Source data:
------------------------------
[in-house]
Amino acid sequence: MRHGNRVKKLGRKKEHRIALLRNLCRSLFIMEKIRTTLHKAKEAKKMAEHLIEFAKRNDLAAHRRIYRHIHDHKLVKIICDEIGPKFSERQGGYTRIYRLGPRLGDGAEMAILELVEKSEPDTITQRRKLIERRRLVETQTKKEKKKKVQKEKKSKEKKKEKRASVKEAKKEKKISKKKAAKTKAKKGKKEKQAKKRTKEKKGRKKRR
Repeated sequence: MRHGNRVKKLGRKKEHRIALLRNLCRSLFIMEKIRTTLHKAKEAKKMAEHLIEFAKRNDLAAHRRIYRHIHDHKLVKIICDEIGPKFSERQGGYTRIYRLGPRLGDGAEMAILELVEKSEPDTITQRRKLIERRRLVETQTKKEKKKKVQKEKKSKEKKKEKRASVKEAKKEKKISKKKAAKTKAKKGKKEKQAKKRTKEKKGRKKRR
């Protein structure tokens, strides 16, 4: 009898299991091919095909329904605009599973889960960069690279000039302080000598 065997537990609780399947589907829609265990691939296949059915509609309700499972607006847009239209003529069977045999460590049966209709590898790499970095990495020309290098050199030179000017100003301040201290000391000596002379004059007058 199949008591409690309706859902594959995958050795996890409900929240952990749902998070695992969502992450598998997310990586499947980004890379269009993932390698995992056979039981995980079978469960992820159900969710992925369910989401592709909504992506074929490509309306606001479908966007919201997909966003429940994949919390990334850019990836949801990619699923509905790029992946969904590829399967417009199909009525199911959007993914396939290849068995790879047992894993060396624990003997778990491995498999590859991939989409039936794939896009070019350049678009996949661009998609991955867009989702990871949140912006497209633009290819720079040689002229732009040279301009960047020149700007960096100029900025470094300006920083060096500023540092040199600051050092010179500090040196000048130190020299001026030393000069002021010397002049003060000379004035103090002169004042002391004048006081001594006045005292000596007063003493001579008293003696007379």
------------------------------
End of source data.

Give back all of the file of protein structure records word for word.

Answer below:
[in-house]
Amino acid sequence: MRHGNRVKKLGRKKEHRIALLRNLCRSLFIMEKIRTTLHKAKEAKKMAEHLIEFAKRNDLAAHRRIYRHIHDHKLVKIICDEIGPKFSERQGGYTRIYRLGPRLGDGAEMAILELVEKSEPDTITQRRKLIERRRLVETQTKKEKKKKVQKEKKSKEKKKEKRASVKEAKKEKKISKKKAAKTKAKKGKKEKQAKKRTKEKKGRKKRR
Repeated sequence: MRHGNRVKKLGRKKEHRIALLRNLCRSLFIMEKIRTTLHKAKEAKKMAEHLIEFAKRNDLAAHRRIYRHIHDHKLVKIICDEIGPKFSERQGGYTRIYRLGPRLGDGAEMAILELVEKSEPDTITQRRKLIERRRLVETQTKKEKKKKVQKEKKSKEKKKEKRASVKEAKKEKKISKKKAAKTKAKKGKKEKQAKKRTKEKKGRKKRR
């Protein structure tokens, strides 16, 4: 009898299991091919095909329904605009599973889960960069690279000039302080000598 065997537990609780399947589907829609265990691939296949059915509609309700499972607006847009239209003529069977045999460590049966209709590898790499970095990495020309290098050199030179000017100003301040201290000391000596002379004059007058 199949008591409690309706859902594959995958050795996890409900929240952990749902998070695992969502992450598998997310990586499947980004890379269009993932390698995992056979039981995980079978469960992820159900969710992925369910989401592709909504992506074929490509309306606001479908966007919201997909966003429940994949919390990334850019990836949801990619699923509905790029992946969904590829399967417009199909009525199911959007993914396939290849068995790879047992894993060396624990003997778990491995498999590859991939989409039936794939896009070019350049678009996949661009998609991955867009989702990871949140912006497209633009290819720079040689002229732009040279301009960047020149700007960096100029900025470094300006920083060096500023540092040199600051050092010179500090040196000048130190020299001026030393000069002021010397002049003060000379004035103090002169004042002391004048006081001594006045005292000596007063003493001579008293003696007379």